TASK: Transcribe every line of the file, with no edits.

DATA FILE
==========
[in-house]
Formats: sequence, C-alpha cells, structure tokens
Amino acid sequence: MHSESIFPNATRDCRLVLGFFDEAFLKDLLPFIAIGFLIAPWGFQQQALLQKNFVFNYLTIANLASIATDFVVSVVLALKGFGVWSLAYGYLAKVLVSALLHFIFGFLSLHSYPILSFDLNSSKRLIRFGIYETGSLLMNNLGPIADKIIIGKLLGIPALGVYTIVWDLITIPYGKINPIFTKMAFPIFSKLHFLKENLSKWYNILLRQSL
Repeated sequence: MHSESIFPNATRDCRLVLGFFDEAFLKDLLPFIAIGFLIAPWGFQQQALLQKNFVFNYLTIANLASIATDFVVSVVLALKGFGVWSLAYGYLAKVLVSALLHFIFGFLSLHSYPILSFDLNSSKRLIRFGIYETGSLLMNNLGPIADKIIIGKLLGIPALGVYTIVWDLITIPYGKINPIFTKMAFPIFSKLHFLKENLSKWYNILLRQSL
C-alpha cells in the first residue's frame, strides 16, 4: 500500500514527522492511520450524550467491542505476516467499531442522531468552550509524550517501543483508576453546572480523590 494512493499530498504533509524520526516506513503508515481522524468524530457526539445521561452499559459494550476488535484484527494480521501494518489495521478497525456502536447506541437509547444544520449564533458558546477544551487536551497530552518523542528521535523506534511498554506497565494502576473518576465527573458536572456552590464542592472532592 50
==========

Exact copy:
[in-house]
Formats: sequence, C-alpha cells, structure tokens
Amino acid sequence: MHSESIFPNATRDCRLVLGFFDEAFLKDLLPFIAIGFLIAPWGFQQQALLQKNFVFNYLTIANLASIATDFVVSVVLALKGFGVWSLAYGYLAKVLVSALLHFIFGFLSLHSYPILSFDLNSSKRLIRFGIYETGSLLMNNLGPIADKIIIGKLLGIPALGVYTIVWDLITIPYGKINPIFTKMAFPIFSKLHFLKENLSKWYNILLRQSL
Repeated sequence: MHSESIFPNATRDCRLVLGFFDEAFLKDLLPFIAIGFLIAPWGFQQQALLQKNFVFNYLTIANLASIATDFVVSVVLALKGFGVWSLAYGYLAKVLVSALLHFIFGFLSLHSYPILSFDLNSSKRLIRFGIYETGSLLMNNLGPIADKIIIGKLLGIPALGVYTIVWDLITIPYGKINPIFTKMAFPIFSKLHFLKENLSKWYNILLRQSL
C-alpha cells in the first residue's frame, strides 16, 4: 500500500514527522492511520450524550467491542505476516467499531442522531468552550509524550517501543483508576453546572480523590 494512493499530498504533509524520526516506513503508515481522524468524530457526539445521561452499559459494550476488535484484527494480521501494518489495521478497525456502536447506541437509547444544520449564533458558546477544551487536551497530552518523542528521535523506534511498554506497565494502576473518576465527573458536572456552590464542592472532592 50